Israel a step closer to Guantanamo-style force-feeding of hunger-striking prisoners
The vote passed with a small majority Monday night at the Knesset plenum. The controversial bill, which could be soon fast-tracked into law, would allow prisons to seek official permission to force-feed a prisoner if a doctor advises there is a grave risk to the prisoner’s health.
The Israel Medical Association (IMA) has been strongly opposing the controversial bill, along with the American Medical Association, the British Medical Association, and the International Committee of the Red Cross, just to name a few.
“Force-feeding of hunger strikers is considered to be a form of torture,” the IMA says, stating that the World Medical Association’s (WMA) 1975 Tokyo Declaration prohibiting the participation of doctors in the practice of torture also prohibits doctors’ involvement in force-feeding.
“A doctor will not participate in force-feeding a hunger striker,” IMA says adding that a hunger striker is “entitled to request a second medical opinion and is entitled to request that the second doctor will be responsible for his continued treatment. In the case of an incarcerated hunger striker, the matter will be coordinated with the prison doctor.”
According to the IMA, the doctor should ascertain on a daily basis how the hunger striker wishes to be treated in case he loses consciousness and is unable to make an informed decision. These findings must be recorded in the doctor’s medical records and kept confidential, the group states.
IMA head Leonid Edelman told the Washington Post that there have been over 1,000 Palestinian prisoners on hunger strikes in the past two years and that none died.“The point is they don’t want to die,”Edelman said.
The prisoners are protesting, not committing suicide,”he added.
"If the law passes, we'll call on doctors to ignore it,"Eidelman told Haaretz last month.
During the Israeli parliament session on Monday, MK (member of Knesset) Dov Henin has also called the bill“problematic, dangerous and unnecessary.”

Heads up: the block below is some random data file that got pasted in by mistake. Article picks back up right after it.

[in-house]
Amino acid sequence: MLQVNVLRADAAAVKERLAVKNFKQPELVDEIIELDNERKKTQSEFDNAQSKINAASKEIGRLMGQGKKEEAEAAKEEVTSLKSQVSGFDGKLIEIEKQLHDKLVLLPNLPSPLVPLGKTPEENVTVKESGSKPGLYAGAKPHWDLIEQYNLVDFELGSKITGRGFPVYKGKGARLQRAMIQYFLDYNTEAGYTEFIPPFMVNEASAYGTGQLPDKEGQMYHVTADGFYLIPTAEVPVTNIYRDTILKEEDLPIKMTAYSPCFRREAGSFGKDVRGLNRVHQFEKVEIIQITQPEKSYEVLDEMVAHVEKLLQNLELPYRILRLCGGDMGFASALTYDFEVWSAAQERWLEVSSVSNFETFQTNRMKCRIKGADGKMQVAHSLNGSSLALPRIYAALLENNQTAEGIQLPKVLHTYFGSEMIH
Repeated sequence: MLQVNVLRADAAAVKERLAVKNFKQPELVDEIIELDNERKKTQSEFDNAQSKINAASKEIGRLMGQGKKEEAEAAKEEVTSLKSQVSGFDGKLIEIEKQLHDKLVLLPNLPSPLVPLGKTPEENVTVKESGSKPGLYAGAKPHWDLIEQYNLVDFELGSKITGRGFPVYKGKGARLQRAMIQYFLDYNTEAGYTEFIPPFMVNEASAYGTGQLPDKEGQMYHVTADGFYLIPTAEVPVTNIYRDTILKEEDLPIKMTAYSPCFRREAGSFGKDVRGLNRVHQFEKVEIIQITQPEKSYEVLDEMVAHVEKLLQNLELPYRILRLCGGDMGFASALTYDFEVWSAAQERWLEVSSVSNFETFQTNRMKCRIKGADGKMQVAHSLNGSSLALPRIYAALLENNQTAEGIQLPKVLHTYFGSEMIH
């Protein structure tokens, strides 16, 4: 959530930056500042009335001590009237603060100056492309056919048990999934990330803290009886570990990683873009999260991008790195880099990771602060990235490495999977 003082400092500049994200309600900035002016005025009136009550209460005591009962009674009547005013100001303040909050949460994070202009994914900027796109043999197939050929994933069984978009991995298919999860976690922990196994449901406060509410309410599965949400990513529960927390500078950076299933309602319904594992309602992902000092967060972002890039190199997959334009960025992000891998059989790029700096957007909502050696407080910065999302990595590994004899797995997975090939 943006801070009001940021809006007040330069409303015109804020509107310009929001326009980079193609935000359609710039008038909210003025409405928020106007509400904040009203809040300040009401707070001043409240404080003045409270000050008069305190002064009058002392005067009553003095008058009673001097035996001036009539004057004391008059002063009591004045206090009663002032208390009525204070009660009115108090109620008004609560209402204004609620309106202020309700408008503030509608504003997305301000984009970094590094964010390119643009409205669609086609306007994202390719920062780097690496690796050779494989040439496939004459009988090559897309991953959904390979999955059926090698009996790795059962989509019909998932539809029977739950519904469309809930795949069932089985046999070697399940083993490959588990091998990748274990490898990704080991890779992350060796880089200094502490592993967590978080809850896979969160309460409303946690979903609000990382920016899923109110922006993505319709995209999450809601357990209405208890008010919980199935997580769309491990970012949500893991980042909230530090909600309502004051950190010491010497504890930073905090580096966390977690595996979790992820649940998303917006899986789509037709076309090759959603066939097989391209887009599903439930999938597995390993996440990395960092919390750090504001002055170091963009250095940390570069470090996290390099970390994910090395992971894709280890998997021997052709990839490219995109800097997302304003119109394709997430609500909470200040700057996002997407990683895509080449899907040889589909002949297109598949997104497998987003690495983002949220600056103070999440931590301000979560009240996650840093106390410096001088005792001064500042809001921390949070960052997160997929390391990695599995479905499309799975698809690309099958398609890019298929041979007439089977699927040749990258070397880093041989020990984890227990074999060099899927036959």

“Israel has a law against force-feeding geese. We should understand that what cannot be done to geese cannot be done to people, either,”Jerusalem Postquoted Henin as saying.
Critics say the bill will only magnify Israel's worsening image across the globe.
“I don’t understand what the use of this bill is, especially not at this time,” MK Karin Elharar said, according to the newspaper. “It will only lead to more harm to the State of Israel… We are at a time that Israel’s international image is not at its best, to put it delicately.”
MK Zuheir Bahloul has reportedly compared the force feeding to Abu Ghraib and Guantanamo Bay, which continues to be under fire by international community for its inhuman interrogation methods, force-feeding among them. According to lawyers, hunger-striking detainees being held by at the notorious prison facility have been painfully force-fed by authorities as a method of punishment.
Although President Obama publicly pledged to shut down Guantanamo in 2009, as many as 122 prisoners remain at the prison, the majority of them without trial or charge.
MK Esawi Frej said the new bill will basically help silence prisoners through torture, wondering whether “anyone really think the Palestinians will stop their struggle because of force-feeding?” according to the Jerusalem Post.
One Israeli politician has meanwhile stated that Tel Aviv should learn from the Iron Lady, Margaret Thatcher, and allow hunger-striking prisoners to starve to death.
“We’re talking about a group of despicable murderers who are sitting in prisons with great conditions…These murderers should languish under harsh conditions,” MK Sharon Gal said, the Post reported.
Public Security Minister Gilad Erdan, an advocate of the legislation, told parliament that “security prisoners are interested in turning a hunger strike into a new type of suicide terrorist attack through which they will threaten the State of Israel. We will not allow anyone to threaten us and we will not allow prisoners to die in our prisons," Erdan said last month, Haaretz reported.
Physicians for Human Rights have slammed the Israeli government for the proposed bill.
“Israel’s force-feeding bill contravenes established medical ethics, which unequivocally prohibit force-feeding as a form of inhuman and degrading treatment,” Sarah Dougherty, PHR’s senior anti-torture fellow, stated. “Medical professionals should never be used as instruments to inflict harmful and coercive measures on detainees and to violate their human rights. We join our colleagues around the world in urging the Israeli government to immediately reject this bill.
“Hunger-striking is often the only means detainees have available to protest unlawful detention and inhumane conditions. People have a right to make their own decisions about their health and to refuse unwanted treatment, and medical personnel must respect this fundamental principle,” she added.